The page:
Chewy Sourdough Blueberry Granola Bars with Dates & Almonds

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I’ve had granola bars on my mind for a long time. So when I learned the challenge of the month for the Sourdough Surprises Baking Group was Sourdough Granola Bars, I was delighted to finally get the chance to make some.

Chewy Sourdough Blueberry & Date Granola Bars

 

I had never made granola bars before, much less ones made with sourdough so I wasn’t exactly sure how to go about it.  I referred to the references for the sourdough version on the Sourdough Surprises Monthly Inspiration Pinterest board, but I also found a number of helpful recipes for the non-sourdough version. I’ve included links to the recipes that were the most helpful in my quest.

If I had known how easy it was to make these bars, I would have made them hundreds of times already.  There are endless possibilities for the types of fruits and nuts you can include. My problem was deciding which combination I wanted to try first. I ended up using a little bit of this and a little bit of that from what I had on hand to come up with my own yummy bars.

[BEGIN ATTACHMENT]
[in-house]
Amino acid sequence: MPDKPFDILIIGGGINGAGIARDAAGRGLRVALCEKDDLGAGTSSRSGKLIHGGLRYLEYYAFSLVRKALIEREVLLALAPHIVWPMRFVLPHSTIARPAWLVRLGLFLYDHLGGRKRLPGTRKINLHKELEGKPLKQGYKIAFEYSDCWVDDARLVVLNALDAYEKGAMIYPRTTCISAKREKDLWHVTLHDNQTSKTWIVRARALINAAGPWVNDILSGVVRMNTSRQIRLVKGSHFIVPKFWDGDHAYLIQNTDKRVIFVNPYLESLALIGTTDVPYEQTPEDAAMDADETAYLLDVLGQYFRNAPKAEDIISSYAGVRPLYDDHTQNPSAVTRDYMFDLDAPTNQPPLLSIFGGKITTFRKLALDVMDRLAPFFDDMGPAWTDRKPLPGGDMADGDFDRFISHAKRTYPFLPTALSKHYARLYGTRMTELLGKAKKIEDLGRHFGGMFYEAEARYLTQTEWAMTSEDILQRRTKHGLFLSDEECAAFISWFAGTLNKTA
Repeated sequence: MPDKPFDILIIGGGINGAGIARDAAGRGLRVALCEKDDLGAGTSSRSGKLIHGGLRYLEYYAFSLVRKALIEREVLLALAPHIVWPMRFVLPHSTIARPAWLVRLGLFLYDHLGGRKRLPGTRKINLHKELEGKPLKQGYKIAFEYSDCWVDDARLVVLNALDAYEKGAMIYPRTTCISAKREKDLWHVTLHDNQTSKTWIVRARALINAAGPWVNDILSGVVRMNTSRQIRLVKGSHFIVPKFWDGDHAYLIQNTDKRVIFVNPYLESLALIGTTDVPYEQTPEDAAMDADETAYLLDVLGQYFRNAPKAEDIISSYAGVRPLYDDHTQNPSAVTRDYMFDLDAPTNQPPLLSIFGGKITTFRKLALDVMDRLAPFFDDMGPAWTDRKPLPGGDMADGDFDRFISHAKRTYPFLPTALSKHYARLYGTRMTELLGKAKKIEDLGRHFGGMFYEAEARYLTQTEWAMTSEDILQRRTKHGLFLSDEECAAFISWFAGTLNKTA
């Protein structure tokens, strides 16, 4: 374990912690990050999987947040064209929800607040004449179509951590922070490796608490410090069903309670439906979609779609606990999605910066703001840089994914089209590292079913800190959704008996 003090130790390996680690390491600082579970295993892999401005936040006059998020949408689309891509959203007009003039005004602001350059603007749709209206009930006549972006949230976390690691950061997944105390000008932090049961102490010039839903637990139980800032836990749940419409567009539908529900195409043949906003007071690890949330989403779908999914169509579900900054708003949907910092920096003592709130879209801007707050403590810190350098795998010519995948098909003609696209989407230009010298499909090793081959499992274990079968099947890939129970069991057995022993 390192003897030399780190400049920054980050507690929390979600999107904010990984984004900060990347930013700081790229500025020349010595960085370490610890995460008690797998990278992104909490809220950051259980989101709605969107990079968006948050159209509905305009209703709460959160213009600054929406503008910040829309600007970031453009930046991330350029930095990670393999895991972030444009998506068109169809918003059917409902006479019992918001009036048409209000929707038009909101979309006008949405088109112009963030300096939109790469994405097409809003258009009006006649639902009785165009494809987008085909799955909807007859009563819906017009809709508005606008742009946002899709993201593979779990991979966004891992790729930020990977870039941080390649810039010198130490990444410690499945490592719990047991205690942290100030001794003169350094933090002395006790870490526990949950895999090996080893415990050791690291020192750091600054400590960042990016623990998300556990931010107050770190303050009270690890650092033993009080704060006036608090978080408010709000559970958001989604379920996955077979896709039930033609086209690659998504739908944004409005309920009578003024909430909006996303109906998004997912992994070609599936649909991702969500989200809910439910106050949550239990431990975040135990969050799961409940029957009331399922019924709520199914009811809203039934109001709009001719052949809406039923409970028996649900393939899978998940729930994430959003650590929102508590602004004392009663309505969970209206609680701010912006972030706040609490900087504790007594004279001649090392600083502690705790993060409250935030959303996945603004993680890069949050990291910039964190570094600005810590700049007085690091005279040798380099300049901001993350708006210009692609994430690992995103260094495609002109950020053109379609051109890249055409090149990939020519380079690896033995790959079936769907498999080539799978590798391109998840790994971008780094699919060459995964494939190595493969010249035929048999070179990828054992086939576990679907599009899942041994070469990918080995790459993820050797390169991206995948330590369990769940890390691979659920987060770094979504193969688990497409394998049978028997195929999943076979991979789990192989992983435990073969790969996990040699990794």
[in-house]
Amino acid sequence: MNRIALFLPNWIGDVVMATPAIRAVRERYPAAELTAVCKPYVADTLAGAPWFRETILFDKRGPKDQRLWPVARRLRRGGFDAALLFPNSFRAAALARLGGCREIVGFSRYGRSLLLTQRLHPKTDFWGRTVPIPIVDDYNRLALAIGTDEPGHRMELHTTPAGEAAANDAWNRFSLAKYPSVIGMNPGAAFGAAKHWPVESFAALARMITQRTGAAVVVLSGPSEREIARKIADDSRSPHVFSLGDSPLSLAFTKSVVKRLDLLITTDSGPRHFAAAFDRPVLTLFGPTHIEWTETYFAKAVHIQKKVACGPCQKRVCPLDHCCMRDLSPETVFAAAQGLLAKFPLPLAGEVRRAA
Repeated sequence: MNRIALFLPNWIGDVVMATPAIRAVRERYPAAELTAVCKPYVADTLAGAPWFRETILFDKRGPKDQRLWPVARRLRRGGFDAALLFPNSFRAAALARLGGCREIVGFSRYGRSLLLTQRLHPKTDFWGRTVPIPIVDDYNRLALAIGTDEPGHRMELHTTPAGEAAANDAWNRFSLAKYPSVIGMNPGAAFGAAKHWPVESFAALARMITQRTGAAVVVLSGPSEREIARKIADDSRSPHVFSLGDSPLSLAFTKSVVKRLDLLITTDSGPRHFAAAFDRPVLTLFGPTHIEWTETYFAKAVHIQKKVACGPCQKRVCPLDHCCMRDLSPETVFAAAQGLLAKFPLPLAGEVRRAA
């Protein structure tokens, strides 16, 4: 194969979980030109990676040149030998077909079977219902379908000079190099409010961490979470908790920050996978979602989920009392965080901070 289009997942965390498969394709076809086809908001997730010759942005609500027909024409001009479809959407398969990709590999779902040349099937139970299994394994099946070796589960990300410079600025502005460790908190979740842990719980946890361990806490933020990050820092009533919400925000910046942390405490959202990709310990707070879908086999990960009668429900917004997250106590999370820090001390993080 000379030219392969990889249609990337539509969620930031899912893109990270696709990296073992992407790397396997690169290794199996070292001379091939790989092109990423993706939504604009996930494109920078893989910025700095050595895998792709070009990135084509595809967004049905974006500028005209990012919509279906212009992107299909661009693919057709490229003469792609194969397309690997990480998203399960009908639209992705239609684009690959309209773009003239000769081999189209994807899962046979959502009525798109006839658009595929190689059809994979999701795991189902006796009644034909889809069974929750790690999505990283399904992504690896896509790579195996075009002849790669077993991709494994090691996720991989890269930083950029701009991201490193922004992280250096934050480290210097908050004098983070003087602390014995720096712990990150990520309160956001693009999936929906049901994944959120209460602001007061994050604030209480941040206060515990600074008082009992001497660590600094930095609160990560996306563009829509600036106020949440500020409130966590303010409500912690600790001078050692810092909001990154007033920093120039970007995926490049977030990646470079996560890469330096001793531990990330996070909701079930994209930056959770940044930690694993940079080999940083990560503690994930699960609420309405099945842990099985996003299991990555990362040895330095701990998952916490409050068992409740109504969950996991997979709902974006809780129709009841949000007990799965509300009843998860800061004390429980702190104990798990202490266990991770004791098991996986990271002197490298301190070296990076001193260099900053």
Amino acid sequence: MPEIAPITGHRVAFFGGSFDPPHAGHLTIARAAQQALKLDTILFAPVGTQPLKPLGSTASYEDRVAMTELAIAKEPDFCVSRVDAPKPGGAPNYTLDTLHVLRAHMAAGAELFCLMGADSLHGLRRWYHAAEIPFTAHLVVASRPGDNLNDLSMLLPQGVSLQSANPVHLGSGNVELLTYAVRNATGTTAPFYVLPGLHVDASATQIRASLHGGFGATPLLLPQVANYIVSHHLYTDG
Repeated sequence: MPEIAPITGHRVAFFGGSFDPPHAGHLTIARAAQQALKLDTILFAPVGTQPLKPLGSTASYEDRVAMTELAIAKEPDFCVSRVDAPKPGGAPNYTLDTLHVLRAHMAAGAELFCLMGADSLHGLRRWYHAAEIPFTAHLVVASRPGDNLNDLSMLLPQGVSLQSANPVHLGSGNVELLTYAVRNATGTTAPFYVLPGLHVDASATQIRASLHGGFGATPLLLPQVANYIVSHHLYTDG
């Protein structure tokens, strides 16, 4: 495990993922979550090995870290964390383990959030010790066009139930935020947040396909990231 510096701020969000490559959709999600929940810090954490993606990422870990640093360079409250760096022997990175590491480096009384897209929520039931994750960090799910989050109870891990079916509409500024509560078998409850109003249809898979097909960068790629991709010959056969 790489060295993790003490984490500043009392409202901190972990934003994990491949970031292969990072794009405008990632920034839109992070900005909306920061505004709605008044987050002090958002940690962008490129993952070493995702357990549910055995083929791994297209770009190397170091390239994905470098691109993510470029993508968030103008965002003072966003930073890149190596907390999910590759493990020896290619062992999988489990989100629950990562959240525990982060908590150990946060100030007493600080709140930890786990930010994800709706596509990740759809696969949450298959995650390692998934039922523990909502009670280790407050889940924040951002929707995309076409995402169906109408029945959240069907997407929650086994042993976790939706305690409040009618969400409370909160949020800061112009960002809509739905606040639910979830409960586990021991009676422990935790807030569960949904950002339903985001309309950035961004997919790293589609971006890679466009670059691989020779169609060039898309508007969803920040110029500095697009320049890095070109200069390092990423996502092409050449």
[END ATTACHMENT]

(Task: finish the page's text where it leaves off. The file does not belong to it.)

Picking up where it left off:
Chewy Sourdough Blueberry & Date Granola Bars

I had just picked up some fresh blueberries from one of my favorite farmer’s markets so they became the star of these bars along with the sourdough.

I dried the blueberries in the oven which was a fun project except I got distracted and almost burnt them. Fortunately for me, I caught them before they were burnt and crispy instead of chewy.

I also added some dates and almonds and a mashed ripe banana. I used less sweetener in these bars because I thought the dates and banana would provide enough sweetener (along with the honey).

Some recipes also include brown sugar, but I omitted it. Feel free to add additional sweetener if you prefer, but my taste tester and I didn’t think these bars needed any additional sweetness.